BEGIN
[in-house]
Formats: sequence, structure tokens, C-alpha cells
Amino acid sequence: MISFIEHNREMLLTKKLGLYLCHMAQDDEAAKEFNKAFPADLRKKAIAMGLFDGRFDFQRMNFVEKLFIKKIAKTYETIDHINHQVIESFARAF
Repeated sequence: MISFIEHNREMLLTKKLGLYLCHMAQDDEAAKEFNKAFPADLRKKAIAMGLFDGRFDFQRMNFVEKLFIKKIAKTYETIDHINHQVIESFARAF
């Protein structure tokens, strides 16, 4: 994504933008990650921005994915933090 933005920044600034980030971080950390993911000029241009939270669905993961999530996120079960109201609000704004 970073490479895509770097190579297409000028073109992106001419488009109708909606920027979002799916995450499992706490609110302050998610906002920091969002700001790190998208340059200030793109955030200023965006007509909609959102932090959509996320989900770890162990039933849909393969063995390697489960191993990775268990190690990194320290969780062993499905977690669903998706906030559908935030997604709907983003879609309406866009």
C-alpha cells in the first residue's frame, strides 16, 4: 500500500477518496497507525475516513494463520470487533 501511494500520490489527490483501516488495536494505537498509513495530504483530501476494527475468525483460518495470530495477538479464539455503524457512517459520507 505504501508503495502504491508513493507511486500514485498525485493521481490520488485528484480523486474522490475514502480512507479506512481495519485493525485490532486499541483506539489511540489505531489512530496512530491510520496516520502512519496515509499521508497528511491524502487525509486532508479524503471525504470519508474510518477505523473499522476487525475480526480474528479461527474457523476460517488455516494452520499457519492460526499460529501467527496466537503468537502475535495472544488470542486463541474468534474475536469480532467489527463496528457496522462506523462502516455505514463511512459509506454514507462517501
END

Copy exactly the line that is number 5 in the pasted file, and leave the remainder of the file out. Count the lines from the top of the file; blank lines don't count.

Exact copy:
């Protein structure tokens, strides 16, 4: 994504933008990650921005994915933090 933005920044600034980030971080950390993911000029241009939270669905993961999530996120079960109201609000704004 970073490479895509770097190579297409000028073109992106001419488009109708909606920027979002799916995450499992706490609110302050998610906002920091969002700001790190998208340059200030793109955030200023965006007509909609959102932090959509996320989900770890162990039933849909393969063995390697489960191993990775268990190690990194320290969780062993499905977690669903998706906030559908935030997604709907983003879609309406866009």